I forgot about you. I forgot about Breaking 2. I reverted to my fucked-up existence. I changed courses twice. Twice! Who the fuck does that? My parents screamed at me, but I paid them no attention, this was my life, and I was going to live it how I found fit. I went on with my mini circus. In campus, I chased girls, got fucked up with drugs. I was a man floundering in darkness, trying to hold on to something but everything was an insidious slippery eel.

                                                                                                              

I watched the documentary again. I am a chap who does things over and over. I reread beautiful stories. I listened to the words you were spewing in the documentary. You seemed like a zen master to me. “If you don’t rule your brain, it will rule you. I tell my mind that if I’m able to do this thing, I do it. If I shed all those minutes away, it would be easier for another human to break this barrier. The world is just 25 seconds away.”


Those words stuck in my mind. I didn’t know how to apply them into my life. But they were there, in the background, hanging on for life, trying to come alive in my chaotic head.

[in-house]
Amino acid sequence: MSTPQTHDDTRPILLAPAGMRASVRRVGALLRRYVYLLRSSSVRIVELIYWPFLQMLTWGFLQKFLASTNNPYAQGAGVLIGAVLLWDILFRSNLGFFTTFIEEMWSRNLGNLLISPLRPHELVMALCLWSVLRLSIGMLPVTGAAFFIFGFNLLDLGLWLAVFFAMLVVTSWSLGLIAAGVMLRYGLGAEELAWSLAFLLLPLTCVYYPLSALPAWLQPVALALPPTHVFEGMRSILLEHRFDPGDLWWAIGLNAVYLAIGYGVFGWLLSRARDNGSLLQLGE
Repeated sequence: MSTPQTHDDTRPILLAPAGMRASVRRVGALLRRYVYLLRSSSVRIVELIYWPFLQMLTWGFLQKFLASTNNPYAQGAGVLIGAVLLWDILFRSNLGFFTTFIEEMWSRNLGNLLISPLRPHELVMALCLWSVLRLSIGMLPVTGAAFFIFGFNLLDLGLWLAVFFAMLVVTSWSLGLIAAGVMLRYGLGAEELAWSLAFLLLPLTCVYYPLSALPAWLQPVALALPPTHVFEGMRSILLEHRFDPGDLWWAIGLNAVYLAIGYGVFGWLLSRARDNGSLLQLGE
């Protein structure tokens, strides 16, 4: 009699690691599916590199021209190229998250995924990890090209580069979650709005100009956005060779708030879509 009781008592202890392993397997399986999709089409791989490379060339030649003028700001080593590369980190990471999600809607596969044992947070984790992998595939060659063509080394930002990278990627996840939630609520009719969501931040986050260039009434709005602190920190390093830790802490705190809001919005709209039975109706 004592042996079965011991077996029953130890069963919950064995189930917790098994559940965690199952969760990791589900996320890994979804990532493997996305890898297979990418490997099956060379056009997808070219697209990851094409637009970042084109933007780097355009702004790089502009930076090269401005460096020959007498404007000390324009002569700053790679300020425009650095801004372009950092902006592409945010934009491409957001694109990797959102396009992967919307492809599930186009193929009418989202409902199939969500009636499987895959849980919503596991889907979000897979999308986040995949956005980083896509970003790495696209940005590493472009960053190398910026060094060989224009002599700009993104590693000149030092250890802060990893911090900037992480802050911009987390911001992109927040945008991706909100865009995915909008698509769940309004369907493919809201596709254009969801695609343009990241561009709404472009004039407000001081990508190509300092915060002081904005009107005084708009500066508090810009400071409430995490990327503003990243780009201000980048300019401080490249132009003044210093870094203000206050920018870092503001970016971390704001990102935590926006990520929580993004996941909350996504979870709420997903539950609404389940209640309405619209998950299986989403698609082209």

I’ve never cared about athletics. I forgot about you and your message, again.


Mid last year, I got wind of the INEOS challenge. I remembered how Breaking 2 had unfolded, you had failed to reach the summit. But here you were again trying to push past human boundaries. I thought to myself, maybe the meaning of life is going past our limitations, doing that which has been deemed impossible, only then we can find meaning out of the chaos that is life. Jordan Peterson puts it’s so well; “life is suffering. Do some hard things, do them well and justify your miserable existence on this earth.”


When you were gearing up for the INEOS challenge, now I was behind you. Your message was in my head. I was getting the basic principles of finding meaning, but yet to hit nirvana.


In October, you glided through the streets of Vienna.